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Insulin.  It’s a little hormone that can cause a lot of damage if your body doesn’t get enough of it.  Normally, an organ called the pancreas makes insulin from glucose (a sugar that our body makes from the food we eat).  The role of insulin is to move glucose from the bloodstream into your muscle, fat, and liver cells where it can be used as fuel.  If the pancreas isn’t producing insulin, or if the body starts resisting insulin, glucose builds up in the body, blood sugar spikes, and the disease called diabetes sets in. 

Type 1 diabetes can occur at any age, but it is most often diagnosed in children, teens, or young adults.  It makes up only 5% of diabetic cases.  Daily injections of insulin are needed because with type 1 diabetes, the pancreas is unable to create its own insulin.

Type 2 diabetes is the most common form of diabetic cases. It most often occurs in adulthood, but because of high obesity rates, teens and young adults are now being diagnosed.  With type 2 diabetes, insulin is still produced, but the body becomes resistant to it. If caught early enough, it can be treated. 

Gestational diabetes develops during in a woman during pregnancy and often goes away once she gives birth. It is important to follow medical advice regarding blood sugar levels while pregnant, so both baby and mother remain healthy. 

Warning signs of diabetes:

  • High blood sugar levels
  • Blurry vision
  • Excess thirst
  • Fatigue
  • Hunger
  • Urinating often
  • Weight loss


While there is no cure for type 1 diabetes, type 2 diabetes may be reversed with lifestyle changes, especially losing weight through exercising and eating healthier foods.  Treating both types involves medicine, diet, and exercise to control blood sugar level.  Gaining control over diabetes can also help reduce the risk of other health problems that often come with diabetes such as kidney disease, eye disease, nervous system disease, heart attack, and stroke.  To prevent diabetes complications, visit a WHC health care provider at least two to four times a year.


Diabetes affects more than 20 million Americans, but over 40 million Americans have pre-diabetes (which often develops before type 2 diabetes).  South Central North Dakota is a large contributor to these statistics.  Our 2011 Community Health Needs Assessment ranked diabetes as one of the top health problems in McIntosh and LaMoure counties. Dr. Thammi Vegiraju, a WHC medical doctor that is working to prevent and minimize diabetes in our communities, gives his expertise on the disease:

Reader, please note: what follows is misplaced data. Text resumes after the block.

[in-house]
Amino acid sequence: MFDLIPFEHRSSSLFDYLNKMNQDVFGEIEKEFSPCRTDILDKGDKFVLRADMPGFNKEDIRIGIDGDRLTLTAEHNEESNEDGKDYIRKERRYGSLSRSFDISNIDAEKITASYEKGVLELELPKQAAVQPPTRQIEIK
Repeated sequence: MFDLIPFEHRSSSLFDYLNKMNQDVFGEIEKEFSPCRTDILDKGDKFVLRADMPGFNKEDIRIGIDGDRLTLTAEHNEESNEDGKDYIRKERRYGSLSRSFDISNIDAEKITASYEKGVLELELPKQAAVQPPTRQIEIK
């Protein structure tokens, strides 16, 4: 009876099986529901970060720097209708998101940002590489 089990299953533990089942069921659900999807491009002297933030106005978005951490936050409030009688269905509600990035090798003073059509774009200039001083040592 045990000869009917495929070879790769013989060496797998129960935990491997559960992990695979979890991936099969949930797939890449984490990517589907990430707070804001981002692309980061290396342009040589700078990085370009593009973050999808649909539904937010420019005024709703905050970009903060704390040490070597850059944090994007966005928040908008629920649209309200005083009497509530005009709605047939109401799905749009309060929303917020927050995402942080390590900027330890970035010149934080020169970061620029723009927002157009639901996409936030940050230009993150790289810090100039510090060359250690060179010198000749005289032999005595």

How has diabetes hit our counties in comparison to others surrounding us?   Dr. Thammi Vegiraju, MD

In North Dakota, diabetic prevalence is about 8%, slightly under the national average.  In McIntosh County alone is at about 11%, likely because we carry one of the highest populations of elderly people in whom diabetes is very common.

What are some things that people do not realize about diabetes?

Most people with diabetes do not realize the importance of tight blood sugar control, until they develop complications. 

What is the true cause of diabetes? 

Lifestyle, food choices, and genetics all play important roles. For example, a person with family history of diabetes is more likely to develop it 10-15 years earlier than his parents did if he has a sedentary lifestyle and poor eating habits.

Has there been new research or developments in finding a cure for diabetes?

We have lots of options in diabetes treatment, from oral medication to weekly injections. Research is currently going on for pancreatic islet cell transplant that will ultimately help the pancreases produce insulin.   Gastric bypass surgery is also showing promising results in select patients with type 2 diabetes.

What is the best thing someone can do for a friend or family member who has diabetes?

Encourage your diabetic friends to have a healthy lifestyle including regular exercise, eating right, and regularly scheduling check-ups with their primary care provider.  Ninety percent of diabetes management is in the hands of patients; so much encouragement is needed by their network.

What does the WHC offer as far as screenings for diabetes?

We actually screen all adults for diabetes during annual physical.  For children, we screen them if they have risk factors like family history, obesity, etc.  If anyone wants to have their blood glucose checked for signs of diabetes, or if anyone is experiencing symptoms of diabetes, we encourage them to schedule an appointment as soon as possible.


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